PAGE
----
SMOKY SCRAMBLED EGGS Serves 2 • 1 ½ bell peppers, chopped • 1 small red onion • 50g spinach leaves • 3 medium eggs • 1 tsp paprika • 1 tbsp olive oil • 2 slices of bread • Salt and pepper Optional: Add garlic and freshly chopped chillies for an extra kick! Method • Heat the oil in a medium-sized frying pan and cook the peppers and onion until soft. Add the paprika and any additional seasonings. Stir. Toast the bread • To the pan, add the eggs and stir constantly for 30 seconds, mixing the eggs and vegetables. Continue stirring. When the eggs are fully cooked, spoon on to the toast. Season and serve immediately.
SPICED APPLE OATS Serves 2 • 50g organic rolled oats • 125ml milk of choice • 4 tbsp yoghurt (dairy-free optional) • 2 small red apples, chopped • 2 tsp maple syrup • 3 tsp cinnamon Optional: A dollop of peanut butter. Method • Combine the oats, milk, yoghurt and 3 tsp cinnamon in a bowl. Cover and chill overnight. In a medium-sized pan, add the chopped apples, cinnamon and maple syrup. Sauté until soft. Transfer to a bowl and cover, leave in the fridge overnight. • I n the morning, spoon out the oat mixture into bowls. Add the apple and any additional toppings.
OUR EXPERT SAYS… Smoky Scrambled Eggs This is a well-balanced, nutritious vegetarian breakfast. It includes all three macronutrients: protein, carbohydrates, and fats. Ensure the ingredients are good quality to maximise the nutritional benefits; opt for a high fibre whole grain bread and organic free-range eggs. The spinach, red onion, and bell pepper will ensure a healthy dose of vitamins, minerals, fibre and antioxidants to kick off the day. Spiced Apple Oats Organic rolled oats are a fantastic source of soluble fibre that promotes gut health and motility. Apples are high in quercetin, a powerful antioxidant that helps strengthen the immune system. Adding cinnamon not only adds depth of flavour, but also acts as a blood sugar balancer. Swap peanut butter for almond butter, as it offers a higher amount of monounsaturated fats.
VEGAN BANANA MUFFINS Makes 12 • 3 very ripe bananas • 50g coconut oil • 200g granulated sugar • 250g all-purpose flour • 1 tsp salt • 1 tsp baking soda Optional: 100g vegan chocolate chips, walnuts • Preheat the oven to 180 degrees, gas mark 4. Line a 12-hole cake
tin with paper cases, set aside. In a bowl, mash the bananas. Add the oil and sugar and combine until smooth. In a separate bowl, combine the flour, salt and baking soda. Add to the banana mixture, stirring gently. Once combined, if using, add the walnuts and chocolate chips. • Spoon the mixture into your lined cases, leaving some room for the cakes to rise. Bake for 25 minutes or until golden brown. Eat while warm with a cup of tea. Delicious.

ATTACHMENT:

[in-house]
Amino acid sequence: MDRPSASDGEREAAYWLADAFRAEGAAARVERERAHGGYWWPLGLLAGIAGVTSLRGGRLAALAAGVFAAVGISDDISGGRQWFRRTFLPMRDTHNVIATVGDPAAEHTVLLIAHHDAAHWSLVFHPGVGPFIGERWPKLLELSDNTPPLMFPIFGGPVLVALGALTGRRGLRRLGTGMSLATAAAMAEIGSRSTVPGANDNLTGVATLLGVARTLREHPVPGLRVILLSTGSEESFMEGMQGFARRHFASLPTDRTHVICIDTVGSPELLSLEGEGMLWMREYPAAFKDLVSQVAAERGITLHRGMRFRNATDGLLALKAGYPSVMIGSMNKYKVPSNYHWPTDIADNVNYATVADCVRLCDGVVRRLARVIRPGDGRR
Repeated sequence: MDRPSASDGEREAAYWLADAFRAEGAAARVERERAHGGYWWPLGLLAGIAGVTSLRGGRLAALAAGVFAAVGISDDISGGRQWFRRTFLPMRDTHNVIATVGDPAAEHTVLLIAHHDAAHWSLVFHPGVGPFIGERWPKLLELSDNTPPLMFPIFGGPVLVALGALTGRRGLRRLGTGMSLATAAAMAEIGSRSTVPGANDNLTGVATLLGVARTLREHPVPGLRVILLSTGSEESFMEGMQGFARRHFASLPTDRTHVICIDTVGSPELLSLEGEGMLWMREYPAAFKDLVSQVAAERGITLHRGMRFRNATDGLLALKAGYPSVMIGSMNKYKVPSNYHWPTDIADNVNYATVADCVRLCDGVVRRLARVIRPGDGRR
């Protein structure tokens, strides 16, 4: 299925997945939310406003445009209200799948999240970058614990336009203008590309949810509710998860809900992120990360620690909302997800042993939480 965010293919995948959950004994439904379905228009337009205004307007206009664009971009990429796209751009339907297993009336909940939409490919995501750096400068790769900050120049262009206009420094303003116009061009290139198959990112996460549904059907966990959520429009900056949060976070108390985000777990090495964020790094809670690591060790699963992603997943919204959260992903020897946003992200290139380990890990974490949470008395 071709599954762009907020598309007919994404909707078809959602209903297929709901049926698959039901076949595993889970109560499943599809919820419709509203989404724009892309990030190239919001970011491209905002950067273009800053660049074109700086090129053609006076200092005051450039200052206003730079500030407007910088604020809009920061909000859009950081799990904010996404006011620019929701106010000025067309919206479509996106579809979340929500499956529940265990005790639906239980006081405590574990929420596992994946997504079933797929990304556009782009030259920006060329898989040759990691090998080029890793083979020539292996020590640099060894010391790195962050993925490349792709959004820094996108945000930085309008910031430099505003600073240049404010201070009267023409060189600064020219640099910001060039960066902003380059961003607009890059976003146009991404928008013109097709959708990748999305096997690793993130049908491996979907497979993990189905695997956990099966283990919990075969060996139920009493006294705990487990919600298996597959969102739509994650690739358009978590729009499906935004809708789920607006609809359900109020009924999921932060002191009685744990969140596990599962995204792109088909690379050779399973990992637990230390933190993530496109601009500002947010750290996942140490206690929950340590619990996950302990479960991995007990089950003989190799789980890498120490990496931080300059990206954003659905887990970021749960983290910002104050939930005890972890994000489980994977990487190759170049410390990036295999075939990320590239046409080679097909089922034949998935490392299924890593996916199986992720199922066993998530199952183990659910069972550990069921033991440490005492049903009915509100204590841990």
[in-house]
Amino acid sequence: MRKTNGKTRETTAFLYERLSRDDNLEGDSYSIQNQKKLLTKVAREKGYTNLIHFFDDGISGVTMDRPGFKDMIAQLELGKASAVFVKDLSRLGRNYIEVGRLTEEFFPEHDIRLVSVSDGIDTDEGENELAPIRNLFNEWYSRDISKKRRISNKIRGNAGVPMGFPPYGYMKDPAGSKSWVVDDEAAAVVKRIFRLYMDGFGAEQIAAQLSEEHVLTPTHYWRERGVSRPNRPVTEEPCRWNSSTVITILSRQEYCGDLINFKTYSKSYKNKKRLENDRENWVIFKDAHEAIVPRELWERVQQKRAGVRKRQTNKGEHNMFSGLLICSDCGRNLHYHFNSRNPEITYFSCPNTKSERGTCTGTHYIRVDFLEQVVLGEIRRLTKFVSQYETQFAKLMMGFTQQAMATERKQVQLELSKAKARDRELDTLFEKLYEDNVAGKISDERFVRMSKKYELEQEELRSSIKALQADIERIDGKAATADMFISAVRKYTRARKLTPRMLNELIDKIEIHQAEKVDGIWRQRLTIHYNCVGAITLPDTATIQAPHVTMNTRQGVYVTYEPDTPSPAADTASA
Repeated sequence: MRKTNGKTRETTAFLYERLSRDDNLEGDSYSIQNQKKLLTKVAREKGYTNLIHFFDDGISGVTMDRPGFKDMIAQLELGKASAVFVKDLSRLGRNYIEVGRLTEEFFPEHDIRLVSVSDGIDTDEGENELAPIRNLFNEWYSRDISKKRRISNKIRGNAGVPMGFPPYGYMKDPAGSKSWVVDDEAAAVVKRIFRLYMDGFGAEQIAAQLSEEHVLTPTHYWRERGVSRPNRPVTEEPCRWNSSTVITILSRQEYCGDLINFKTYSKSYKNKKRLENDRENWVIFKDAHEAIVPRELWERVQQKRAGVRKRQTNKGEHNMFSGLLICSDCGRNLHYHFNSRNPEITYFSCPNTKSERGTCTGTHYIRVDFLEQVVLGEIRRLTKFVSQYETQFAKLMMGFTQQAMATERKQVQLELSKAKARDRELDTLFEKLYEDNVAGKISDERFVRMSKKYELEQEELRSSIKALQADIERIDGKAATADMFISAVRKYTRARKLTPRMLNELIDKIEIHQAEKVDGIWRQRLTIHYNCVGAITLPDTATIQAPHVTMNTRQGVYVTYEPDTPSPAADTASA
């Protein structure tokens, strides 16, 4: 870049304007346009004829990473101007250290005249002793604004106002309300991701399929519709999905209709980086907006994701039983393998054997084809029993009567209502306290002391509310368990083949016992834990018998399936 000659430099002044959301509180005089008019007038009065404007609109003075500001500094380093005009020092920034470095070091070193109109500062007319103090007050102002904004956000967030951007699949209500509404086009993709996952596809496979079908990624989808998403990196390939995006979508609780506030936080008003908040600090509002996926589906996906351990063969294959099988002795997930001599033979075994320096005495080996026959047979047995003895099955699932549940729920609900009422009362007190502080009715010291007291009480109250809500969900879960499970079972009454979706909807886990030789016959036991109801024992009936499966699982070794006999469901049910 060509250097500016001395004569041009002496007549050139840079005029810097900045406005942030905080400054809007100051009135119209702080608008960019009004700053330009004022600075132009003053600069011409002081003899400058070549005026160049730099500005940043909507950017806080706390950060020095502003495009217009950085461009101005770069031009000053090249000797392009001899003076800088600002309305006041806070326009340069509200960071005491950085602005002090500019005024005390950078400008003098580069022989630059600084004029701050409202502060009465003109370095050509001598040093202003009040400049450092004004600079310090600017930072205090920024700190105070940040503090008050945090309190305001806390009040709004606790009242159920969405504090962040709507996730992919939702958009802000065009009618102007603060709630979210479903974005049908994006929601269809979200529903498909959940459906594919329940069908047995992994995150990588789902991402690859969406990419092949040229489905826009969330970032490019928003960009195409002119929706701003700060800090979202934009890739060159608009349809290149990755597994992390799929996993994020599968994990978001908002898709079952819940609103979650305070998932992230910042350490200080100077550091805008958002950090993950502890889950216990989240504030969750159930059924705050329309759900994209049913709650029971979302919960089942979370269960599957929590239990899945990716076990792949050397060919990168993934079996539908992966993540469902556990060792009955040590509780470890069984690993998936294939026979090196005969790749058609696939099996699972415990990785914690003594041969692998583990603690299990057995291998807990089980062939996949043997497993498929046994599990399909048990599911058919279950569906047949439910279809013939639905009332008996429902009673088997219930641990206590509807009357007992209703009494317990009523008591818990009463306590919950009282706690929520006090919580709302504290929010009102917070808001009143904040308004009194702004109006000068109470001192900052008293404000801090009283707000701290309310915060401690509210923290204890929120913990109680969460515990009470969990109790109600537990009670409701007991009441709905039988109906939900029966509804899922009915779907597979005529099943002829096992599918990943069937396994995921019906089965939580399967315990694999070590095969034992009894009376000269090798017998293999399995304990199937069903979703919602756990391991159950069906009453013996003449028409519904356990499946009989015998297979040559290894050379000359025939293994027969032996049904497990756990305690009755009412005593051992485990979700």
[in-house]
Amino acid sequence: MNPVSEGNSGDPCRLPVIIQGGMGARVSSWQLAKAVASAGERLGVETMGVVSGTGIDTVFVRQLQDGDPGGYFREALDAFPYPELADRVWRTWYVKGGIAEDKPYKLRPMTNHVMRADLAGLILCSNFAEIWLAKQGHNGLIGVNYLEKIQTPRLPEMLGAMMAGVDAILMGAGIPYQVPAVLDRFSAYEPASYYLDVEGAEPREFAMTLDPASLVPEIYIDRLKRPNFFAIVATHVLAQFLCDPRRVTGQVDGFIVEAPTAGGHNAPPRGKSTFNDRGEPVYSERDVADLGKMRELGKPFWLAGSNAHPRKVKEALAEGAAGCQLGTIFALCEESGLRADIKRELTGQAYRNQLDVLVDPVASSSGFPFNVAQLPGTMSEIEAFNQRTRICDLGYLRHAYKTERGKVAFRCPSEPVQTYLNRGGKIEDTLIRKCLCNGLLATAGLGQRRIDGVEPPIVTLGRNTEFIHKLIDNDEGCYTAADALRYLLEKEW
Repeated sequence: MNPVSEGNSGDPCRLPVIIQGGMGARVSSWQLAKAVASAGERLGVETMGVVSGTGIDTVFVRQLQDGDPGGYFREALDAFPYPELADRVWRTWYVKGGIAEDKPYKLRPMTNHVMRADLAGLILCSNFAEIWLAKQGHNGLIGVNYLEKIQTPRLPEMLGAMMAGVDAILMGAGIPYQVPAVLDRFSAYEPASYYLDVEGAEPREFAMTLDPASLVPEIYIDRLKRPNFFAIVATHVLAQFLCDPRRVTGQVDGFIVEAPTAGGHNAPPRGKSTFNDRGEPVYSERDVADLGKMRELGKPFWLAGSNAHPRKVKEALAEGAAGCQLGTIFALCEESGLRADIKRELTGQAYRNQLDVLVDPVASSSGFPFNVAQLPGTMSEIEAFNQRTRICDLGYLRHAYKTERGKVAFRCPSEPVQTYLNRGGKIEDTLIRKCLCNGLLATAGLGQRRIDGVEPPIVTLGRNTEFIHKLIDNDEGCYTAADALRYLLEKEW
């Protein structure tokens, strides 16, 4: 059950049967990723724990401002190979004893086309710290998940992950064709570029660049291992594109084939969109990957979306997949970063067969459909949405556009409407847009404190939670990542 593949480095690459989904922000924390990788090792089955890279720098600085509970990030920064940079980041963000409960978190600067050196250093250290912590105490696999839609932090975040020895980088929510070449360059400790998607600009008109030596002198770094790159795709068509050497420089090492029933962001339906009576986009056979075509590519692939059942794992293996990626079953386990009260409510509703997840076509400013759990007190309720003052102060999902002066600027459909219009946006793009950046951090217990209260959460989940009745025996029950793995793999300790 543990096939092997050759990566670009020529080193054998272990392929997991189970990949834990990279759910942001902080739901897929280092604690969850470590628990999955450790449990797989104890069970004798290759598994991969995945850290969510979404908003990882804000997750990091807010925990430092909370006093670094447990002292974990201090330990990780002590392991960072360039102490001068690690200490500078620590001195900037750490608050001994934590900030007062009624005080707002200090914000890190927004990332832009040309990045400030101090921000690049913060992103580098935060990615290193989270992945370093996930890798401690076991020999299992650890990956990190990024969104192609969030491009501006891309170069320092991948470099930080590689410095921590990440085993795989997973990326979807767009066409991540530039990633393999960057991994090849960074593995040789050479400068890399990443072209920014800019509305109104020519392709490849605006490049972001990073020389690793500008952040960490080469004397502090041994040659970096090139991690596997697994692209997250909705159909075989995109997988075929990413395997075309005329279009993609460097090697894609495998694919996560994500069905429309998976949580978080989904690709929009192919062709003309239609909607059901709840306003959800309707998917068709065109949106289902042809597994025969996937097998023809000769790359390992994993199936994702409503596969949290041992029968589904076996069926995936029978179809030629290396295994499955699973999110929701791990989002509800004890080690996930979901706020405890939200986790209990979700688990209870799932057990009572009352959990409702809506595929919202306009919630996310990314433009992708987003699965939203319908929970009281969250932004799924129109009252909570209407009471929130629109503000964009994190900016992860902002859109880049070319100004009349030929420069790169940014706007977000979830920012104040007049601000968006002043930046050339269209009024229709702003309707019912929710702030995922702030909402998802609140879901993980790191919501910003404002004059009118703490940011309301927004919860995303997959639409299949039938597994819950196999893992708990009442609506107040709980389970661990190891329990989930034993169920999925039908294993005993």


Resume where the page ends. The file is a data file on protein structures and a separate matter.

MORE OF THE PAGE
Vegan Banana Muffin While delicious, I’d recommend these as a weekend treat, rather than an everyday breakfast. Bananas are rich in fibre, antioxidants, and potassium, which is essential to heart health. Ripe bananas are a healthy carbohydrate that provide a good supply of fruit sugar. By switching a few ingredients you can enhance the nutritional value. Use an organic whole cane sugar, and almond flour, which offers more protein, healthy fats, and vitamin E. Josephine (Beanie) Robinson is a nutritional therapist, yoga and meditation teacher, and co-founder of The Health Space. Find out more at thehealth-space.com
! H S O B The thought of going fully vegan might seem daunting, but thanks to the advice and insight of the brains behind YouTube cooking channel BOSH!, you can ‘flex’ your cuisine skills and explore the middle-ground before taking the plant-based plunge Writing | Gemma Calvert
t’s a Wednesday afternoon and I’m at a bustling cafe on London’s Regent Street meeting Henry Firth and Ian Theasby – the so-called ‘vegan Jamie Olivers’ behind BOSH!, the plant-based YouTube cooking channel revolutionising our eating habits, one legume at a time. It’s been four years since the Sheffield-born friends quit eating meat and dairy, and began ‘veganising’ dinner time favourites. From bolognese to burgers, Ian and Henry have devised thousands of meat, dairy and even honey-free versions, which they demonstrate in quick, no-nonsense videos (hence bish, bash, bosh!) on their website and social channels.
Starting out in June 2016, and now uploading a new recording every day at 3pm, Henry and Ian’s videos reach more than 25 million people each month, with 1.5 billion views since they started. On top of two best-selling vegan cookbooks – the first is the highest-selling of all-time – towards the end of 2019, Henry and Ian released How To Live Vegan – a handbook endorsed by Russell Brand, which will apparently help you “save the planet and feel amazing”. They talk from experience. Ian and Henry went vegan overnight within six weeks of each other after watching the Netflix documentary Cowspiracy, which they say laid bare the
environmental impact of animal agriculture, and inspired a need to take personal responsibility for change. “Animal agriculture is the biggest contributor to planet change, more than cars, trains, and planes combined,” says Henry. “David Attenborough has said we should reduce our meat and dairy intake to help the planet, and it’s known that 25% of our personal carbon footprint is down to the food and drink we consume. The biggest thing we can control individually is changing our diet.” Now here’s the astounding bit – you don’t have to go fully vegan to make a big difference. Flexitarianism – “Eating less meat and consuming more consciously,”